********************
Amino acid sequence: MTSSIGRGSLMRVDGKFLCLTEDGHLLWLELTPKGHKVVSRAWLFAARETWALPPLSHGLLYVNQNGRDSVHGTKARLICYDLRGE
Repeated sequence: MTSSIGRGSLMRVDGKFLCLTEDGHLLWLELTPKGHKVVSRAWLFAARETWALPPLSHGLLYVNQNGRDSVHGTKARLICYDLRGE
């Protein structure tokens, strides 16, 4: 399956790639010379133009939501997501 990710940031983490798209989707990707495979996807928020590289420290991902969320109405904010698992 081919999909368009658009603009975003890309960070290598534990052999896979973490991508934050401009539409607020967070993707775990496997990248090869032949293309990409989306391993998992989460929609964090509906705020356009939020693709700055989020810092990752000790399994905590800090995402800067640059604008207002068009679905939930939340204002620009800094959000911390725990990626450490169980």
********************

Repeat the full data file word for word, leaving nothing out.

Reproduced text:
Amino acid sequence: MTSSIGRGSLMRVDGKFLCLTEDGHLLWLELTPKGHKVVSRAWLFAARETWALPPLSHGLLYVNQNGRDSVHGTKARLICYDLRGE
Repeated sequence: MTSSIGRGSLMRVDGKFLCLTEDGHLLWLELTPKGHKVVSRAWLFAARETWALPPLSHGLLYVNQNGRDSVHGTKARLICYDLRGE
């Protein structure tokens, strides 16, 4: 399956790639010379133009939501997501 990710940031983490798209989707990707495979996807928020590289420290991902969320109405904010698992 081919999909368009658009603009975003890309960070290598534990052999896979973490991508934050401009539409607020967070993707775990496997990248090869032949293309990409989306391993998992989460929609964090509906705020356009939020693709700055989020810092990752000790399994905590800090995402800067640059604008207002068009679905939930939340204002620009800094959000911390725990990626450490169980």